Russia-Ukraine war: Expert expects humanitarian crisis to worsen as Russia digs in

Russian President Vladimir Putin praised his country's troops at a huge flag-waving rally in Moscow as Russian forces strike Ukrainian cities from a distance again, pounding the capital of Kyiv and the country’s west.

The war is now in its fourth week. Russian troops have failed to take Kyiv — a major objective in their hopes of forcing a settlement or dictating Ukraine's future political alignments — but have wreaked havoc and devastation.

The U.N. migration agency says the fighting has displaced nearly 6.5 million people inside Ukraine, on top of the 3.2 million refugees who have already fled the country. Ukraine says thousands have been killed.


KYIV, UKRAINE - MARCH 18: A woman sheltering in a metro station brushes her daughters hair on March 18, 2022 in Kyiv, Ukraine. (Photo by Chris McGrath/Getty Images)

Here are some key things to know about the conflict:

What is happening on the ground?

On Friday, missiles and shelling struck the edges of Kyiv, and a barrage of missiles were launched against an aircraft repair installation at an airport outside the western city of Lviv, close to the border with Poland. One person was reported killed in the Lviv attack.

Ukraine said it had shot down two of six missiles launched in the attack from the Black Sea. The early morning strike was the closest strike yet to the center of Lviv, which has become a crossroads for people fleeing from other parts of Ukraine and for others entering to deliver aid or join the fight.

In city after city around Ukraine, hospitals, schools and buildings where people sought safety have been attacked.


A woman reacts as she leaves the area where a five-story residential building partially collapsed after a shelling in Kyiv on March 18, 2022. (Photo by SERGEI SUPINSKY/AFP via Getty Images)

Early morning barrages hit a residential building in the Podil neighborhood of Kyiv, killing at least one person, according to emergency services, who said 98 people were evacuated from the building. Kyiv's mayor said 19 were wounded in the shelling, just north of downtown Kyiv.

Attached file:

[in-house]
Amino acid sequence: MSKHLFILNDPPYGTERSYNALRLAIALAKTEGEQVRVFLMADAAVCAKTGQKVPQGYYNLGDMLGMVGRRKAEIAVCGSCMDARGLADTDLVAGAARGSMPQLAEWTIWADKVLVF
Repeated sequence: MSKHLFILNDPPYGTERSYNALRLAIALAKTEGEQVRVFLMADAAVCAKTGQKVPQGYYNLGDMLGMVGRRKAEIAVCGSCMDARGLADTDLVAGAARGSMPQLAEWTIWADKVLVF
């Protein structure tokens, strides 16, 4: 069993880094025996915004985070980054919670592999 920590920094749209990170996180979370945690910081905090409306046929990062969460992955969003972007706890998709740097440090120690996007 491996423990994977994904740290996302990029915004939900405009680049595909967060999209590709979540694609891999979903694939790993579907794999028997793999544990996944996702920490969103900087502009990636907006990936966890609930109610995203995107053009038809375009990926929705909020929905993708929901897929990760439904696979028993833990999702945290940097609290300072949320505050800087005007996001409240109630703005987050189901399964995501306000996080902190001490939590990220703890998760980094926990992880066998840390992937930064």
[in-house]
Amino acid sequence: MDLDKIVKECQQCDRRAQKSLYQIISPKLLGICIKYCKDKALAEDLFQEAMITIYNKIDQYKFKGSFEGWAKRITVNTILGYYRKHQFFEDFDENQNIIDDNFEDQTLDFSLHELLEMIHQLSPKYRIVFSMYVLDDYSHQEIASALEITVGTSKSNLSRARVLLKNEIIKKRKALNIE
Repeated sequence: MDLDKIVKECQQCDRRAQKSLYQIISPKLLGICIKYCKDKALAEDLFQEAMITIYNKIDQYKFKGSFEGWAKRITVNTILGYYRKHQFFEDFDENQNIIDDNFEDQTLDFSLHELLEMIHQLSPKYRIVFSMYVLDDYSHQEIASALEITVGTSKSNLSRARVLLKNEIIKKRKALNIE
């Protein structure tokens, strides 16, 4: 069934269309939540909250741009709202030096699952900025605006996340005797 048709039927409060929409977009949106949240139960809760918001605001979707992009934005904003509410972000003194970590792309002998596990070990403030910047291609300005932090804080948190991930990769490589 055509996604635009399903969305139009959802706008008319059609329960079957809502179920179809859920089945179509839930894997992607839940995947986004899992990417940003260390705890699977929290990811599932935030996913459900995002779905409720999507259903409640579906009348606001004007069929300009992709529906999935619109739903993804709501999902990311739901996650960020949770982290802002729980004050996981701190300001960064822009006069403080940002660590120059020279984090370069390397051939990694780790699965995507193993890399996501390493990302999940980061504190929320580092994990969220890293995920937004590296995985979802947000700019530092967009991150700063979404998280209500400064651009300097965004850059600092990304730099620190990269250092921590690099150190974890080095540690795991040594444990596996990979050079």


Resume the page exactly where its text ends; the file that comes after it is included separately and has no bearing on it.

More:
Two other people were killed when strikes hit residential and administrative buildings in the eastern city of Kramatorsk, according to the regional governor.

In the besieged port city of Mariupol, rescuers are searching for survivors of a Russian airstrike on a theater Wednesday where hundreds of people were sheltering.

Britain’s defense intelligence chief says Russia is shifting to a "strategy of attrition" after failing to take major cities. Lt. Gen. Jim Hockenhull warned that the strategy will entail "reckless and indiscriminate use of firepower" that will worsen the humanitarian crisis.


LVIV, UKRAINE - MARCH 18: Smoke is seen above buildings close to the airport on March 18, 2022, in Lviv, Ukraine. (Photo by Getty Images)

What is Putin saying?

On Friday, Putin appeared at a huge flag-waving rally in Moscow and praised his country’s troops in biblical terms as they rained lethal fire on Ukraine’s cities.

"Shoulder to shoulder, they help and support each other," Putin said of the Kremlin’s forces. "We have not had unity like this for a long time," he added to cheers from the crowd.

Moscow police said more than 200,000 people attended the rally and a concert marking the eighth anniversary of Russia’s annexation of the Crimean peninsula, seized from Ukraine.

Earlier this week, Putin likened domestic opponents of the war to "gnats" who try to weaken Russia at the behest of the West.


Russian President Vladimir Putin gives a speech at a concert marking the eighth anniversary of Russia's annexation of Crimea at the Luzhniki stadium in Moscow, Russia on March 18, 2022. (Photo by Kremlin Press Office / Handout/Anadolu Agency via Gett

What are world leaders doing?